Incoming: What Students Want for a Good Technology Education
One of the fundamental ingredients to a secure future is having a sustainable and engaged technology-savvy workforce. This means we must be preparing our youth for today’s and tomorrow’s technologies. We need to cultivate the next generation of technology innovators and masters.
While traveling this spring and summer, I met and spoke with many high school and college-age students. I heard quite a bit about their desire to better understand and be more involved in cybersecurity. Specifically, they asked about authentication solutions for mobile applications, better identity management, and how to protect and understand their data.
Furthermore, they expressed a need to increase their experience and participation in the technology workplace and improve technology preparation in schools. They were concerned that without more classroom instruction, and especially more real-world introduction to technology, they would not be prepared to help further innovation and solve tomorrow’s challenges.
I asked these students for their recommendations and opinions about how to increase their involvement in the workplace and what schools, parents and businesses could do to help them be better prepared. Their responses included mandating STEM programs in all middle and high schools; holding more school technology and demonstration events; increasing hands-on exposure to technology; participating in internships at technology companies; and encouraging more engagement from the technology industry in schools.
A group of students in a Cisco networking class said they were terrified by the requirements they were seeing online and wondered, How do I get relevant job experience while I’m a student? They were frustrated by structured class assignments where all they did was research jobs and then write about a job and the experience required. The trend they saw was “three to four years of prior experience,” but they weren’t learning how to get that experience.
This was very concerning to the students. These bright young minds in the middle of their studies were suddenly faced with the question of how to gain experience in the technology world when seemingly every position required previous experience. They were worried they would not have the opportunity to contribute to solving society’s challenging information technology problems.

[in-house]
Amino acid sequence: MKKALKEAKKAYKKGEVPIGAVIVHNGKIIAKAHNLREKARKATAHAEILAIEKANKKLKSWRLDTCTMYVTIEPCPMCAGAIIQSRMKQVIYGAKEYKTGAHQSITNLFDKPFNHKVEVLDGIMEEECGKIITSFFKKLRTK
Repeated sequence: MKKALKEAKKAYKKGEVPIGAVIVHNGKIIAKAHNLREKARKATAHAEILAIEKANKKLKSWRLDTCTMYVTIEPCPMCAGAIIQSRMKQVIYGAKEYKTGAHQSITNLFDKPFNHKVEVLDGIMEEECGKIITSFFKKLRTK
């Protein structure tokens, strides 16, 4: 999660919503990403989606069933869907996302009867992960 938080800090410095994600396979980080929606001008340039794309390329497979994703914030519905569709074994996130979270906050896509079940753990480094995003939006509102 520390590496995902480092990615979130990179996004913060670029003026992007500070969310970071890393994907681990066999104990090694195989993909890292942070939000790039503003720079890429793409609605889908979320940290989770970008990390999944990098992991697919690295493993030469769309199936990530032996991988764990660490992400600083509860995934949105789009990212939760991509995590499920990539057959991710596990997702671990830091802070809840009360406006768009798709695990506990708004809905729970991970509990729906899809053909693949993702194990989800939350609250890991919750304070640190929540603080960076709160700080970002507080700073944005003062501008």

Several students suggested pairing high school or college students with talented senior employees through internships. This would give the students a broader view or linkage between their studies and the real world and a deeper understanding of the technical work in a corporate environment.
Another option would be introducing or increasing Internet or cyber technology classes into the curriculum. Many U.S. and international schools have numerous classes focused on manufacturing, industrial jobs and business. Yet few schools have deep, tailored information technology programs that include much beyond typing a simple essay to build an understanding of computers, basic cybersecurity and where the world is going with technology.
This is a summary of statements from students in middle school through college: “Everything we do today at school, home and in life is related to computers and data collection. We need to expand the exposure of computer and cybersecurity classes beyond the basic one or two classes offered at most high schools.”
All the students said they believed that technology needed to be introduced at a much earlier point, and they argued that elementary school was the right time and that middle schools should have basic information technology and cyber labs. Another key observation from all the students—and the one that may be the most problematic—was that students didn’t use technology much in the classroom and that many teachers failed to recognize how technology should be changing teaching methods. A common remark was, “We don’t use the technology like our parents do at work. We aren’t using e-books, collaborating with technology, presenting information in the way business is.”
If we increase students’ knowledge of, and access to, technology and cybersecurity, then it could spark an interest at an early age, when learning basic job skills is critical. Students could be introduced to fields they might not have considered.
No one possesses a more limitless capacity for innovation and learning than our youths and young adults. We must foster and guide these young minds down a path that could bring about the next technological revolution.
We should allow them to work and drive the industry forward in their thoughts, making new leaders in limitless fields for years to come. These young men and women are quite literally our future. It is our responsibility as senior leaders to show them how to succeed.
As always, feedback is welcome at email@example.com.
Terry Halvorsen, the chief information officer (CIO) and an executive vice president with Samsung Electronics, is the former U.S. Defense Department CIO. He also has served as the Department of the Navy CIO.